Their view: Legislature should look to compromise not gaming revenue

October 29th, 2017 6:23 pm

Place your bets and pull the lever, spin the wheel, pick your numbers or deal the cards.

Your choice of gambling venues has become irrelevant. The safest bet in Pennsylvania is not in the casinos, lottery cards, pony tracks or any other odds-making opportunity. If you want the lock of locks, bet on this every time:

Harrisburg will always dodge responsibility for balancing its own budget.

Our oversized and over-compensated state legislature no longer even bothers with the messy law-writing process known as “sausage making.” When it comes to the annual budget, lawmakers just put out a sign saying “we owe you sausage … someday.”

This year it took nearly four months for the legislature to figure out how to pay for a spending plan passed June 30, and despite all the time allegedly sifting through ideas they sent Gov. Tom Wolf a wing and a prayer, or more exactly an IOU and a pair of dice.

If you pitched their proposal as the plot for a government-based sitcom (“Spin City” of old, say, or “The Mayor” this season), political pros and tyros alike almost surely would have dismissed it as too fake to be funny. Yet here it is.

Need to cover a $2 billion shortfall? Borrow and gamble.

Seriously, that’s their solution:

1) Expand legalized gambling to truck stops, “mini casinos” and online outlets in hopes of raising $200 million this fiscal year and, um, something less after that.

2) Borrow about $1.5 million against money expected from future payments on a 1998 settlement with tobacco companies. Sure, that money was earmarked for health-care costs, but that’s chasm we can cough across when we come to it.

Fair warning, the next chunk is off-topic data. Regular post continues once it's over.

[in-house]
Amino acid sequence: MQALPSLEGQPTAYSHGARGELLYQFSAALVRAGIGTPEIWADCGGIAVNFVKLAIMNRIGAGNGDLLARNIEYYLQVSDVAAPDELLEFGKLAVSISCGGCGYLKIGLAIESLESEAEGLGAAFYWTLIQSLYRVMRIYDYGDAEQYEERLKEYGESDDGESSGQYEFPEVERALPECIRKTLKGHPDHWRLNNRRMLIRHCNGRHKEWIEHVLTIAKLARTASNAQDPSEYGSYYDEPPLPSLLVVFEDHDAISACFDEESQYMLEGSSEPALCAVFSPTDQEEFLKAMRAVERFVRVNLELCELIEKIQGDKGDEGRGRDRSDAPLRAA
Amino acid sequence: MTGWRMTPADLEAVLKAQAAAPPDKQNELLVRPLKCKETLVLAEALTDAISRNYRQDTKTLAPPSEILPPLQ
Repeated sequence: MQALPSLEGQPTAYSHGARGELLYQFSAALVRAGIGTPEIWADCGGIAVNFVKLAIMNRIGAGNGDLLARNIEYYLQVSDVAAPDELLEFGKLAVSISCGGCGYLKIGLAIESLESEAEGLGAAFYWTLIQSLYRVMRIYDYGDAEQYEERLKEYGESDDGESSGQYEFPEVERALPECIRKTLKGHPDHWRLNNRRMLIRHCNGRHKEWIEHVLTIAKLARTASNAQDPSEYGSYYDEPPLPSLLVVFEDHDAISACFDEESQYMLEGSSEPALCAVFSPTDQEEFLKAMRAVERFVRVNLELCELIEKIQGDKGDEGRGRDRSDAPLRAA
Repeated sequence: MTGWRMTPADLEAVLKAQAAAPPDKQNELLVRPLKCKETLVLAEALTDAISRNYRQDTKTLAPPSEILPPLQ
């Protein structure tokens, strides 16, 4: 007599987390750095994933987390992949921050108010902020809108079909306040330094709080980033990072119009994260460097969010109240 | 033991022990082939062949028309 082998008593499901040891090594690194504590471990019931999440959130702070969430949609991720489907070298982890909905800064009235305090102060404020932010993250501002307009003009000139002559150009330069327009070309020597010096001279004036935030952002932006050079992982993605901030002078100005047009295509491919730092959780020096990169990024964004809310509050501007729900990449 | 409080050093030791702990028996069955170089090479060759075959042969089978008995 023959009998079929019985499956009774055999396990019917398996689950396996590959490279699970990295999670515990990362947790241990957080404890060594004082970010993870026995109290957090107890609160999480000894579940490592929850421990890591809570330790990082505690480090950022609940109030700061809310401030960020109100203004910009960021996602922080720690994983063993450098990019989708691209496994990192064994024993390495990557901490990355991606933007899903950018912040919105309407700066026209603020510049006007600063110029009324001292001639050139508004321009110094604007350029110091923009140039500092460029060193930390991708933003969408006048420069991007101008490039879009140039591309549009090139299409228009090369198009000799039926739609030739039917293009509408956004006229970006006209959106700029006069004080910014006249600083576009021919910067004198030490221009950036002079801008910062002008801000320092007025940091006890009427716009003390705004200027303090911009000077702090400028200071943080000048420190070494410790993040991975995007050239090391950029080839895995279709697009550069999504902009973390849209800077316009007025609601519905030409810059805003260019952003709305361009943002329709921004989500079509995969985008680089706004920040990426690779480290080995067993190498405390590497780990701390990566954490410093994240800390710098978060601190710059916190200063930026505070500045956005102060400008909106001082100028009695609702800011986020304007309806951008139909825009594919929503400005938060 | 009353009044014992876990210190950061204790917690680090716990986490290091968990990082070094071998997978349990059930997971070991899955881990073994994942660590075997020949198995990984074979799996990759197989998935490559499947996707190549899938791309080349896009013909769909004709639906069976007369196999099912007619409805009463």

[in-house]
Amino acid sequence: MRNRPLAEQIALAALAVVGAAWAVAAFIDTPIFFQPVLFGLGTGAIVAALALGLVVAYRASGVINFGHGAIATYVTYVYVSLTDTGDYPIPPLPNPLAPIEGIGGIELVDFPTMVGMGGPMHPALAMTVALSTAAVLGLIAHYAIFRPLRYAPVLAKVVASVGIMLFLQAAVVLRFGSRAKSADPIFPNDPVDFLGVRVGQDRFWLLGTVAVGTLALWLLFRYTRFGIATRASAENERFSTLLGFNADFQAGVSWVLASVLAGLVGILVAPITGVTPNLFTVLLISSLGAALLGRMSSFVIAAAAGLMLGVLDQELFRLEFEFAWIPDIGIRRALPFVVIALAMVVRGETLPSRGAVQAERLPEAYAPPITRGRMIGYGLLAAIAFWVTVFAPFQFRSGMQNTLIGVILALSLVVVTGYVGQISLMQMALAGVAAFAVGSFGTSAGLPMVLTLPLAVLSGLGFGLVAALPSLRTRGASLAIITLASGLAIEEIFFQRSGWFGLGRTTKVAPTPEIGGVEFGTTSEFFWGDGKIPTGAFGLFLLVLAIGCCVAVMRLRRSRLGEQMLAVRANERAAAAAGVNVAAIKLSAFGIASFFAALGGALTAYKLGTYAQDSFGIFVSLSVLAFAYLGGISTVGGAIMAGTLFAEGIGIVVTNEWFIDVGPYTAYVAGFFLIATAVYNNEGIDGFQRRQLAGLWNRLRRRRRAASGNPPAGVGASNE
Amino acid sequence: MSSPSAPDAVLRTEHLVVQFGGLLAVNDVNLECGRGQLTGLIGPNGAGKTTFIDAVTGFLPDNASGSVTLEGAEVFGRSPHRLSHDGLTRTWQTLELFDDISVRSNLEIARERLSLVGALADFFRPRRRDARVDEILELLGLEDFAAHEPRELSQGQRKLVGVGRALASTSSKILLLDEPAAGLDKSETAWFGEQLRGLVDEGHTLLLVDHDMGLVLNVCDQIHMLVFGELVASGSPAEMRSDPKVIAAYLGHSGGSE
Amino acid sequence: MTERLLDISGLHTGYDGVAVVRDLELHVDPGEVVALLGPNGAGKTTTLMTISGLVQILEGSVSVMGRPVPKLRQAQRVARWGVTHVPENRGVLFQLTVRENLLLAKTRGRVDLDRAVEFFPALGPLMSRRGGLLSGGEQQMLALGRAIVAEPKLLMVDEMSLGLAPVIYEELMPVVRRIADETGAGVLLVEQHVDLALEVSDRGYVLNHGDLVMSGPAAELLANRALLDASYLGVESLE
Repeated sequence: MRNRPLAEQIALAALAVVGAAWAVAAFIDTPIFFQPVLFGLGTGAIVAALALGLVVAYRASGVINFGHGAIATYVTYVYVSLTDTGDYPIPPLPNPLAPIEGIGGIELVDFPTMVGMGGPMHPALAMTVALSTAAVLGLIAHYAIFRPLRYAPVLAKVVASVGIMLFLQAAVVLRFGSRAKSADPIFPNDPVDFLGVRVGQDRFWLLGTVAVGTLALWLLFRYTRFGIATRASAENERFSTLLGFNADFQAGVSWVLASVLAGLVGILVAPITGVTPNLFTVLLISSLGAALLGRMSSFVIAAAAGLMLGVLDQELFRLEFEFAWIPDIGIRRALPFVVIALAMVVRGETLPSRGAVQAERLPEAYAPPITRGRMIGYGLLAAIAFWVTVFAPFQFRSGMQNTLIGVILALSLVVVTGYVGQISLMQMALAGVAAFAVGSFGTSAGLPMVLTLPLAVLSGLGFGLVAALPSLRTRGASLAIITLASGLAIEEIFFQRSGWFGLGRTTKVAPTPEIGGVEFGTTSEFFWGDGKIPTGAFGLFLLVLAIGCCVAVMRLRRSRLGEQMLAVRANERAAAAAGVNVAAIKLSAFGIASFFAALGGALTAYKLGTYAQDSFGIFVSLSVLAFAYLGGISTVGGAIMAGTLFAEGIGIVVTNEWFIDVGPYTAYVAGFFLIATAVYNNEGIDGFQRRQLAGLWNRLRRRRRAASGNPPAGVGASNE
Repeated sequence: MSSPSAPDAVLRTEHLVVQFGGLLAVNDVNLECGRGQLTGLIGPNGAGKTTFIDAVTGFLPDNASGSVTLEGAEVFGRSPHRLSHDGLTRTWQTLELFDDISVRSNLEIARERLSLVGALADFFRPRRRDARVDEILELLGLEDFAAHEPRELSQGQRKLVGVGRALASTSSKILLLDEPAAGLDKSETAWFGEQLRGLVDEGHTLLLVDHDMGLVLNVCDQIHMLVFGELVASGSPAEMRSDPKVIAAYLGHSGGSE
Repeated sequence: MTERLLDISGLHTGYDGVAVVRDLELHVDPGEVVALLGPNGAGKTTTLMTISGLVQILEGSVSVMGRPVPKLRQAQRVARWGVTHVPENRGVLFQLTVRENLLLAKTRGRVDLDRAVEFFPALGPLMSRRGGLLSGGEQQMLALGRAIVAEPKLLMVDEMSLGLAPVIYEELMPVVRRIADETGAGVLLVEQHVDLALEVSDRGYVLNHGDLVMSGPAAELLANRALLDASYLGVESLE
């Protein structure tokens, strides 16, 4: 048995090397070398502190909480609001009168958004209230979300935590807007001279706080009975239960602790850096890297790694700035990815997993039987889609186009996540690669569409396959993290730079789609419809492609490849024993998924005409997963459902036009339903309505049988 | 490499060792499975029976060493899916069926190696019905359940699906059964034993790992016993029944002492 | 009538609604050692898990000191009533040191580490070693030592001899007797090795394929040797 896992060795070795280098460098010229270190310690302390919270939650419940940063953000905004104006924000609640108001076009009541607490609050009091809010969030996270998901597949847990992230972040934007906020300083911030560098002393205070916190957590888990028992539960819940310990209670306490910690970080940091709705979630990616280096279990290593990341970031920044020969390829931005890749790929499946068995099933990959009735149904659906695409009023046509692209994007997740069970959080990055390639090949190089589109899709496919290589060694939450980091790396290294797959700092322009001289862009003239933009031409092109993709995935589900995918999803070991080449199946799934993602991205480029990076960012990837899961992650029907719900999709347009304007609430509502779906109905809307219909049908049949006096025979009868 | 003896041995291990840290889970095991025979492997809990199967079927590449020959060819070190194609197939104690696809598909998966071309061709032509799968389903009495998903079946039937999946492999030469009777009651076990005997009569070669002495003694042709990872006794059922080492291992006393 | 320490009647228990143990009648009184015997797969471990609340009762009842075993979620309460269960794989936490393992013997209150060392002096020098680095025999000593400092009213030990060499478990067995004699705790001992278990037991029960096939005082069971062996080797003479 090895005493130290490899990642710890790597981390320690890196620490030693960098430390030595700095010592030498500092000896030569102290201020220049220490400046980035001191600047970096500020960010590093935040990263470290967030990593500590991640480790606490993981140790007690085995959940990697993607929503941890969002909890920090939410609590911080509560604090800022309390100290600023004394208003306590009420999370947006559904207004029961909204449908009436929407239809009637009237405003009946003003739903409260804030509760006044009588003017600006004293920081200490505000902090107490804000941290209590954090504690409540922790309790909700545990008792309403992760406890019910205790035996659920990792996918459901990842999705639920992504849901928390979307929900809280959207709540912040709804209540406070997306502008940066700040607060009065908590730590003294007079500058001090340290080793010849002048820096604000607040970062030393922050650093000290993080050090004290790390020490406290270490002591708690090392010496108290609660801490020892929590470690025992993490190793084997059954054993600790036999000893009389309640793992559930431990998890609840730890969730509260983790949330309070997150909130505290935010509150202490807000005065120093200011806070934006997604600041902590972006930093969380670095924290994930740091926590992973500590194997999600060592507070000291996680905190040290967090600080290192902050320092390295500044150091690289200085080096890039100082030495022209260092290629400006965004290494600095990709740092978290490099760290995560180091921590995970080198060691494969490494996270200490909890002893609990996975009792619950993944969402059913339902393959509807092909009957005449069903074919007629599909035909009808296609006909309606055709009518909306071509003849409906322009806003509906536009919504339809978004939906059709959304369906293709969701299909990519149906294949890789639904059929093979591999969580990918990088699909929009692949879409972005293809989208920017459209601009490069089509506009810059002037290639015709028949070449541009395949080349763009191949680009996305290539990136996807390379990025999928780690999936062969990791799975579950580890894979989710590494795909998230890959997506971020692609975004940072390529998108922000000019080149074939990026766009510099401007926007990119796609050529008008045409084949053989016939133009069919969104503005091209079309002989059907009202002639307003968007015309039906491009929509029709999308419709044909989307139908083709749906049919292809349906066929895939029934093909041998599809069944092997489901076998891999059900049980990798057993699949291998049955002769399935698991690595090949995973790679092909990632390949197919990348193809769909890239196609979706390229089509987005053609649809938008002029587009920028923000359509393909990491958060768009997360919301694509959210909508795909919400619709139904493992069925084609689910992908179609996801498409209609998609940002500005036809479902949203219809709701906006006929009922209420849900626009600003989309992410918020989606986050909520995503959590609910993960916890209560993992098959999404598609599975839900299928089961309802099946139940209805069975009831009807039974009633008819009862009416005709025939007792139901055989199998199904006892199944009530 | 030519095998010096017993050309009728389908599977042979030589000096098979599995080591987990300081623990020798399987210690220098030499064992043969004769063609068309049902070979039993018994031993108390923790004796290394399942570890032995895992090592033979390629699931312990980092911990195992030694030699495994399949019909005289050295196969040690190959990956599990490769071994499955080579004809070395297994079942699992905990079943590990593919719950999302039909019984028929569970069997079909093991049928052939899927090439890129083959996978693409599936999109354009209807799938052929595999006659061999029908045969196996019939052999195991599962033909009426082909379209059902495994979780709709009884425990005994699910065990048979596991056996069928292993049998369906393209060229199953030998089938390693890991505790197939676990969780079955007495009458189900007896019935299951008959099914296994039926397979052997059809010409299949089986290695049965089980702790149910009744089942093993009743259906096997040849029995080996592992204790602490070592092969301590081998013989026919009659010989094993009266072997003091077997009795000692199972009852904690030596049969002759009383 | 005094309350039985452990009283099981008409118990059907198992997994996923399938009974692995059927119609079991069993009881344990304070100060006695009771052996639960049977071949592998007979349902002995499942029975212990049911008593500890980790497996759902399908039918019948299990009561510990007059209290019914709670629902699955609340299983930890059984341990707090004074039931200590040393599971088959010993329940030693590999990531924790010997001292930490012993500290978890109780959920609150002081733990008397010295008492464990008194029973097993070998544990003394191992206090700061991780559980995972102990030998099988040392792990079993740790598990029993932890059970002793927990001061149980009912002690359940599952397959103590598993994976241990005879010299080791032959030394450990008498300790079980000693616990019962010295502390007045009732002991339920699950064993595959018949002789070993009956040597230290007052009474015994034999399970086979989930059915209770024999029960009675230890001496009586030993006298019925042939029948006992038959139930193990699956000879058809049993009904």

Bluntly, the scheme is staggeringly lazy, fiscally irresponsible and unlikely to succeed. It increases risks of feeding and creating gambling addictions under the guise of claiming “they are already gambling anyway.” And it papers over what has become a chronic budgetary shortfall that has already resulted in repeated downgrades of the state’s credit rating, a reality that increases the cost of any state borrowing — a price passed on to taxpayers.

Most egregiously, it involves a massive and complex bill passed not with deliberations and due review but with desperate urgency to simply sweep the problem under the rug. Sadly, this has become the de facto device for governing in a hyper-partisan world, both in Harrisburg and Washington.

Nationally, the GOP blitzkrieg to cram complex and far-reaching tax reform through the house and senate in the next two months is abhorrent, even if the goal may be noble. It follows the failed attempt to repeal and replace the Affordable Care Act with an equal lack of bipartisanship or due diligence. And saying the other party did something similar is no defense.

Governing by self-inflicted crisis is not governing at all. It is time for politics at all levels to return to bipartisan compromise. The state legislature’s cowardly answer to a structural deficit is simply further proof.

– Times Leader